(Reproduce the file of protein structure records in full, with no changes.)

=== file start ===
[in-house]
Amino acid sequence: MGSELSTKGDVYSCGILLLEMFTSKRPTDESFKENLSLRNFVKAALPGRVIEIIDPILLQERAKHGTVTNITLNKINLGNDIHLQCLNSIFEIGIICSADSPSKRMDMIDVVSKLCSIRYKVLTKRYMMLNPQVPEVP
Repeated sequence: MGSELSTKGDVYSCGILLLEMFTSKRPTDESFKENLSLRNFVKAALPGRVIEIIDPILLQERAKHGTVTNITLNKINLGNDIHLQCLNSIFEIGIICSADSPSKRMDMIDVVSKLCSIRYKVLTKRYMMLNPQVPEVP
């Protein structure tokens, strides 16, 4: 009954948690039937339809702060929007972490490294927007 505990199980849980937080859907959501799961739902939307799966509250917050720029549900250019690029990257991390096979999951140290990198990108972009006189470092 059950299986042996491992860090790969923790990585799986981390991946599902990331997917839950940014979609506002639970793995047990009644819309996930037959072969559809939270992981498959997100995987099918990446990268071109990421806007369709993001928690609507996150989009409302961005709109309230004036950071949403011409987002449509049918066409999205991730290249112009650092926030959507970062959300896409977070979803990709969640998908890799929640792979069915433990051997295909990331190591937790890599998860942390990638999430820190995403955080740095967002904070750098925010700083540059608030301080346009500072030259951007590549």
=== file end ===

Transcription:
[in-house]
Amino acid sequence: MGSELSTKGDVYSCGILLLEMFTSKRPTDESFKENLSLRNFVKAALPGRVIEIIDPILLQERAKHGTVTNITLNKINLGNDIHLQCLNSIFEIGIICSADSPSKRMDMIDVVSKLCSIRYKVLTKRYMMLNPQVPEVP
Repeated sequence: MGSELSTKGDVYSCGILLLEMFTSKRPTDESFKENLSLRNFVKAALPGRVIEIIDPILLQERAKHGTVTNITLNKINLGNDIHLQCLNSIFEIGIICSADSPSKRMDMIDVVSKLCSIRYKVLTKRYMMLNPQVPEVP
């Protein structure tokens, strides 16, 4: 009954948690039937339809702060929007972490490294927007 505990199980849980937080859907959501799961739902939307799966509250917050720029549900250019690029990257991390096979999951140290990198990108972009006189470092 059950299986042996491992860090790969923790990585799986981390991946599902990331997917839950940014979609506002639970793995047990009644819309996930037959072969559809939270992981498959997100995987099918990446990268071109990421806007369709993001928690609507996150989009409302961005709109309230004036950071949403011409987002449509049918066409999205991730290249112009650092926030959507970062959300896409977070979803990709969640998908890799929640792979069915433990051997295909990331190591937790890599998860942390990638999430820190995403955080740095967002904070750098925010700083540059608030301080346009500072030259951007590549």